GOP's Chuck Hagel opens CU's World Affairs Conference

By Kathrine Warren
THE COLORADO STATESMAN

The 61st annual Conference on World Affairs kicked off in Boulder this week with a nice dose of Republican energy as Nebraska Sen. Chuck Hagel delivered the keynote speech to a packed Macky Auditorium.

Bruce Benson, left, Chuck Hagel, Marcy Benson and CWA Director Jim Palmer catch up prior to Hagel’s keynote address to kick off the 61st Conference of World Affairs at the University of Colorado at Boulder on Monday.
Photo by Kathrine Warren/The Colorado Statesman

Hagel’s speech, “21st Century International Relations,” stressed the need for engagement based on common interests rather than on differences.

“In this new world, we are defining the early part of the 21st century — which is defining new relationships, new centers of gravity and new geopolitical influences,” he said.

Stressing the difference between engagement and appeasement, Hagel pointed to President Barack Obama’s participation in the G-20 summit as an example of successful engagement.

During his 12 years representing Nebraska in the Senate, Hagel served on the Foreign Relations and Intelligence committees. He now serves as chairman of the Atlantic Council of the United States, a job that recently took him to Russia to work on a commission on U.S.-Russian bilateral relations.

He cited the historian Arnold J. Toynbee, who worked from the premise that all civilizations face “challenge and respond” — a commonality that, according to Hagel, “determines the fate of all people and all societies.”

Bruce Benson and his wife, Marcy, watch Chuck Hagel’s keynote address at Macky Auditorium on Monday.
Photo by Kathrine Warren/The Colorado Statesman

“Every society is challenged, and how they respond not only determines the outcome of that episode but it also sets an order,” Hagel said.

Hagel said that once or twice each century, a new world order must be created, and that a post-9/11 new order has yet to emerge. He pointed to the creation of such international institutions as NATO and the United Nations after World War II as an example of such reorientation.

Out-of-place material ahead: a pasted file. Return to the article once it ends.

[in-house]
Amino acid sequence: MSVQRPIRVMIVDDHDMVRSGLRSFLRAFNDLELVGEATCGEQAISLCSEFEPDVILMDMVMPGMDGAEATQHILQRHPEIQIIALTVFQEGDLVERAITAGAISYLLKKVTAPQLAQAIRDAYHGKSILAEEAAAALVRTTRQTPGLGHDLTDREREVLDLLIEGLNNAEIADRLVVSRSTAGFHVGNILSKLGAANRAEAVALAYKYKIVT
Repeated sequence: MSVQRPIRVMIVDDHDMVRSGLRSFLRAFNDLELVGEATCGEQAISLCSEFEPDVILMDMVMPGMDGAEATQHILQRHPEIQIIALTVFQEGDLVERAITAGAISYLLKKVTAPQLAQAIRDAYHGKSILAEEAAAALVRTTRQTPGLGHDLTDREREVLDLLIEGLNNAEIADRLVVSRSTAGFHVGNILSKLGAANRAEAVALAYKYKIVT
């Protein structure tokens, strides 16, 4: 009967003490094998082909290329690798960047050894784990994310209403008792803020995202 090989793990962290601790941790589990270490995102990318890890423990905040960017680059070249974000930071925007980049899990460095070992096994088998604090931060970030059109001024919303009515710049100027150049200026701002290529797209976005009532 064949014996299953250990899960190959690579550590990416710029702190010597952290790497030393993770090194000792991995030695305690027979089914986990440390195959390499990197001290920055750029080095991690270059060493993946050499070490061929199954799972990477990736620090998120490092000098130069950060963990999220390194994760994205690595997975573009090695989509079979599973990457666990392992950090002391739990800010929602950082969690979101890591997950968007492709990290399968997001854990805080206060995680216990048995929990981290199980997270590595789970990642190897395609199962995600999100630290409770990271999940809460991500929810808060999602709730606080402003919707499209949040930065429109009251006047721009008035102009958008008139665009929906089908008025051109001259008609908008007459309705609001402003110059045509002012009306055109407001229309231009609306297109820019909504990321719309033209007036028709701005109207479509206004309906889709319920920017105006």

“From that time, the new world order was based on common interest,” he said. “We saw a world for the most part do pretty well. There was no World War III or nuclear exchanges.”

However, he noted, certain parts of the world, including the Middle East, Central Asia and Africa were left out of the post WWII equation.

“For the next 25 years, we’re going to have to focus on those parts of the world, using all the instruments of power, diplomacy, engagement, development, trade, intelligence gathering and sharing and a strong military,” he said.

The procession kicking off the 61st annual Conference on World Affairs at CU was led by president Bruce Benson, left, Chuck Hagel, Roger Ebert and other conference participants, employees and volunteers.
Photo by Kathrine Warren/The Colorado Statesman

Hagel stressed that this can be achieved through strong leadership and strong institutions. He also said this new form of international relations will require the participation of individuals who are trying to make a difference in their world.

He commended the conference attendees.

“What’s encouraging, as a father of two children is ... that over 2,000 of you would come together to open up a conference that is going to explore so many dimensions of our lives, our futures and our international relations,” he said.

He then took questions from the audience, many of which focused on Iraq, Afghanistan and Hagel’s potential role in the current financial crisis.

“Please, no shoe-throwing,” he joked.

Conference director Jim Palmer said that most people enjoyed the question and answer part of the address.

“We’ve had different responses, as you might expect, from different constituencies, depending on different expectations people carried into it,” he said in an interview Wednesday.

Palmer said Hagel was chosen to kick off the conference because of his range of experience in the Senate.

Kathrine@coloradostatesman.com